"In cooking, as in all the arts, simplicity is a sign of perfection." - Curnonsky

Saturday, July 31, 2010

The Light of Evening by Edna O'Brien

This book held my interest initially when the mother, Dilly, is a young girl and travels against her parents' wishes to America. The descriptions of what life was like for a young domestic were illuminating and offered interesting food for thought on the class structure (Irish emigrees still subjugating their own countrymen). And the letters from Dilly to her daughter, Eleanora, were real and full of life.

Sadly, all of the novel that centers on Eleanora and her sad life is just empty in feel--I couldn't wait to be finished reading those sections. If, metaphorically, O'Brien wishes for the reader to see Dilly as the one full of life despite her impending death, then she succeeded. Otherwise, this novel simply fails on almost all levels to be either an enjoyable read or a book with any true enlightenment about the mother/daughter relationship.

Sunday, July 11, 2010

The Adventures of Tom Sawyer by Mark Twain

Have you ever wondered what life was like back in the 1800s? In Tom Sawyer by Mark Twain, you can feel what life was like back then. The genre of this book is adventure. I gave this book a 5 star rating because of how descriptive the author is in the book and how much suspense and adventure there is. Also, the characters in the book are very interesting and always keep you wondering what they'll do next.

The main characters in this book are Tom Sawyer and Huck Finn, two boys who always find a way to create trouble and make life interesting. In this book, Tom and Huck spy on two criminals who look suspicious. Tom and Huck eventually find out that the two criminals are hiding treasure in a cave so they go on an adventure in the middle of the night to try to find the buried treasure and become rich.

My book discussion group chose this book as our July selection. I really enjoyed reading this book and was surprised that I don't recall reading it before. I really like the way the author writes like the way they used to talk back then. It might be challenging at times to understand but it is very interesting to read. I also like the way that the author makes the characters so interesting and surprising. This book has a great plot because there is always an adventure in every part of the book, even in the beginning.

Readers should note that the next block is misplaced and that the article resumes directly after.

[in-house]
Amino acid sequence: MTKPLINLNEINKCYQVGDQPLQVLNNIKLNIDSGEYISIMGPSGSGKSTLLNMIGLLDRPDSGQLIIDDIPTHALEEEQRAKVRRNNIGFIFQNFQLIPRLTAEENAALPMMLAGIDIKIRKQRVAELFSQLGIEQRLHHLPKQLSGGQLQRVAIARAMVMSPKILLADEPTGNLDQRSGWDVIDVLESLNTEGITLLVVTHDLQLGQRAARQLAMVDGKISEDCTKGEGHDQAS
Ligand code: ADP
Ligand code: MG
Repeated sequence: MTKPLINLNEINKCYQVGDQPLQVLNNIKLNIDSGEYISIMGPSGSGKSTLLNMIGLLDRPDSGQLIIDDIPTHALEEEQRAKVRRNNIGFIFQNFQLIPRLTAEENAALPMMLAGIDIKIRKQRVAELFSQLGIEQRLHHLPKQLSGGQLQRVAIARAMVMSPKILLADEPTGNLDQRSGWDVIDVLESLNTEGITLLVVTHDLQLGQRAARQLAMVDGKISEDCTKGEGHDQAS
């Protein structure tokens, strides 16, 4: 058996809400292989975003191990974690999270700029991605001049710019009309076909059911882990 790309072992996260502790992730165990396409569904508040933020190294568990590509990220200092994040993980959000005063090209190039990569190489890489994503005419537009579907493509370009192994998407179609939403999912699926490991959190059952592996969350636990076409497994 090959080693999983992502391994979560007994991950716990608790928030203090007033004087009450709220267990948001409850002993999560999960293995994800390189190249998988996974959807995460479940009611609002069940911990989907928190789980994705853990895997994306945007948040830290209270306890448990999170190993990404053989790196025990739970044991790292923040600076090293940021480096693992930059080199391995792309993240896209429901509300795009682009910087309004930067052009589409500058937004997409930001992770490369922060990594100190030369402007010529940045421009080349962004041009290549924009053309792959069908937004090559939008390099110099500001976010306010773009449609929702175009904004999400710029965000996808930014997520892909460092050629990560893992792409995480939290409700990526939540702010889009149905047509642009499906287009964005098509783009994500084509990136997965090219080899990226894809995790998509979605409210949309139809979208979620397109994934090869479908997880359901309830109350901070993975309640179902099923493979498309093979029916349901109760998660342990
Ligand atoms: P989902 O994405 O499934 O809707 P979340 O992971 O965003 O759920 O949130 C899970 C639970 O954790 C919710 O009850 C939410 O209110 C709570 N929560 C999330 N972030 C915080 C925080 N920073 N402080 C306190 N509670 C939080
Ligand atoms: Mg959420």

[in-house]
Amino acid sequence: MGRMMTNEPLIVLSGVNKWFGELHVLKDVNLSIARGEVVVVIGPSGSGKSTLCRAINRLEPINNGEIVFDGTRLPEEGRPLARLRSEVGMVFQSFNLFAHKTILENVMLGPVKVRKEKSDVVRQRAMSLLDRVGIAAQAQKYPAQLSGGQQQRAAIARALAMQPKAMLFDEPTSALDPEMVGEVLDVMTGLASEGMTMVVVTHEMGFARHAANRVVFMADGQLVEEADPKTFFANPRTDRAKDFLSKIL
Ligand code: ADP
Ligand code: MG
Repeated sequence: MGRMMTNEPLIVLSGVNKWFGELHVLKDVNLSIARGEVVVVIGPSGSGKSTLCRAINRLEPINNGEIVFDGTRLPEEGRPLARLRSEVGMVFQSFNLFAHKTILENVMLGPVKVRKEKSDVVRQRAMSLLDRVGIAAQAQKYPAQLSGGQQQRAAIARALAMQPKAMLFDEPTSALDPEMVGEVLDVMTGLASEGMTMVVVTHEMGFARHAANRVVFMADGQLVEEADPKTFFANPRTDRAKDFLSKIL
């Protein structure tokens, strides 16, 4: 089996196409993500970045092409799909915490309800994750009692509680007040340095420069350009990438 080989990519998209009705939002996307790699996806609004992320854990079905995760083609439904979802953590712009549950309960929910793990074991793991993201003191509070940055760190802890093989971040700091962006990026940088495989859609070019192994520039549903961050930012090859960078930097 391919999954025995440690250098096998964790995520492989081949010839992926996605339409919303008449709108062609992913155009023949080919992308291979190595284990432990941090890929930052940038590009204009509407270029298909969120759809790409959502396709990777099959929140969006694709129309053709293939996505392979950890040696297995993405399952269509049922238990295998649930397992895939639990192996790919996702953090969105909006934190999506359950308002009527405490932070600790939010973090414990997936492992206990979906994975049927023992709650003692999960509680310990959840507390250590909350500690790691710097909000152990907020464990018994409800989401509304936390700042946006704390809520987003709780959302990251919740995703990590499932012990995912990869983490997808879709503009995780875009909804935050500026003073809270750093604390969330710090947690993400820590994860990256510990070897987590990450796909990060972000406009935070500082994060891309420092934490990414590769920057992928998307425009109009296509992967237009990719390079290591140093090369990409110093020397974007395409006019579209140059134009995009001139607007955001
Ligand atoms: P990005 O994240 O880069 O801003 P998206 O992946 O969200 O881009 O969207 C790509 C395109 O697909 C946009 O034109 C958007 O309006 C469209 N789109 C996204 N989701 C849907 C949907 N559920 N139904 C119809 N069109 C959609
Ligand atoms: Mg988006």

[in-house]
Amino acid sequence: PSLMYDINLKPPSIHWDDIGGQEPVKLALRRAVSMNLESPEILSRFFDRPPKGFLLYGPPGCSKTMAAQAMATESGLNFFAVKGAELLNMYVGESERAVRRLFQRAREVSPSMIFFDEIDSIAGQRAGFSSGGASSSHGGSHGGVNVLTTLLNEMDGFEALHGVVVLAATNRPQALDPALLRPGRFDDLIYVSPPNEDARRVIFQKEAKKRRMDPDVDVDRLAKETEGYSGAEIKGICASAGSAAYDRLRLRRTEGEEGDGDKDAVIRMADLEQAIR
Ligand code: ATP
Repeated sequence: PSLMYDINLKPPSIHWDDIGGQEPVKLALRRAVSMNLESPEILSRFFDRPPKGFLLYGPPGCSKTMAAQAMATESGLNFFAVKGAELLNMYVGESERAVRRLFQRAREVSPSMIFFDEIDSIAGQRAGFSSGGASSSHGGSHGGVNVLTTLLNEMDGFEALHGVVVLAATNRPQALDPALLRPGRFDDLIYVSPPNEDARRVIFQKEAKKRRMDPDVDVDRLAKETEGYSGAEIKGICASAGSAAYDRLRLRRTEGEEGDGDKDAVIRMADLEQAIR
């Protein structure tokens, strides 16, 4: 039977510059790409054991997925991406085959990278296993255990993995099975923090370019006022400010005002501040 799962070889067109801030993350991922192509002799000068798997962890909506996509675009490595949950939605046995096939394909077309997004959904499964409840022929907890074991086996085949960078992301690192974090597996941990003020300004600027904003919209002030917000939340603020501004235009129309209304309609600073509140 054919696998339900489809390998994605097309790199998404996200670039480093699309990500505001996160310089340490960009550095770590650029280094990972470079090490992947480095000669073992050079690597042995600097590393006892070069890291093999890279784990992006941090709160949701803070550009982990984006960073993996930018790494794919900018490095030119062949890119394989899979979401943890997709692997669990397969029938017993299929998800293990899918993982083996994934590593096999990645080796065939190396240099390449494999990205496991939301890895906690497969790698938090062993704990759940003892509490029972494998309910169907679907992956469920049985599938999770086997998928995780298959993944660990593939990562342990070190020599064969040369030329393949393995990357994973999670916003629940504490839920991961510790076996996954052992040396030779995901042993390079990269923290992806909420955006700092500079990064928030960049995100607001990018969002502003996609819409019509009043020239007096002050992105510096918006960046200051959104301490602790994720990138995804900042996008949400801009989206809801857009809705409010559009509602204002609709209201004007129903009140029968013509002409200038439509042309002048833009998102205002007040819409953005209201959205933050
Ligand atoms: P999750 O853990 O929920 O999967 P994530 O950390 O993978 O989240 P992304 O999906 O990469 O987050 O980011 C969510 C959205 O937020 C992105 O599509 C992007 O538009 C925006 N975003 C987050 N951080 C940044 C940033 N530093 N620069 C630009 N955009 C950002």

Fantastic, fun story. Everyone should read it.

Monday, July 5, 2010

Thirteen Moons by Charles Frazier

At the age of 12, Will Cooper is sent to run a remote mountain trading post, which sits near an Indian village in the Appalacian Mountains. Will soon learns the Indian's language, and is befriended by their leader, a man named Bear. Bear eventually adopts Will as his own. There is also a love interest named Claire. Will falls in love with Claire from the moment they first meet. But she is married to someone else, and that is, of course, a problem.

The rest of the book focuses on the Indians trying to salvage a way of life that is already gone, and trying to protect their land from the whites and stay where they are, even though the whites want to send all the Indians to the west. As a lawyer, Will does his best to help the Indians hang onto some land and keep them from being removed to some distant reservation.

The problem with the story is that it feels rather disjointed. The story is narrated by the main character, who sometimes goes into great detail about some events, and other times skips whole years. I guess the loose central theme of the book was how the native people were losing ground in their fight to stay where they were and not be run over by the white men. But this story, and the story threads branching off of it, weren't executed very well. Also, I won't give away the ending, except to say that it wasn't so much an ending, as a fizzling out of the story.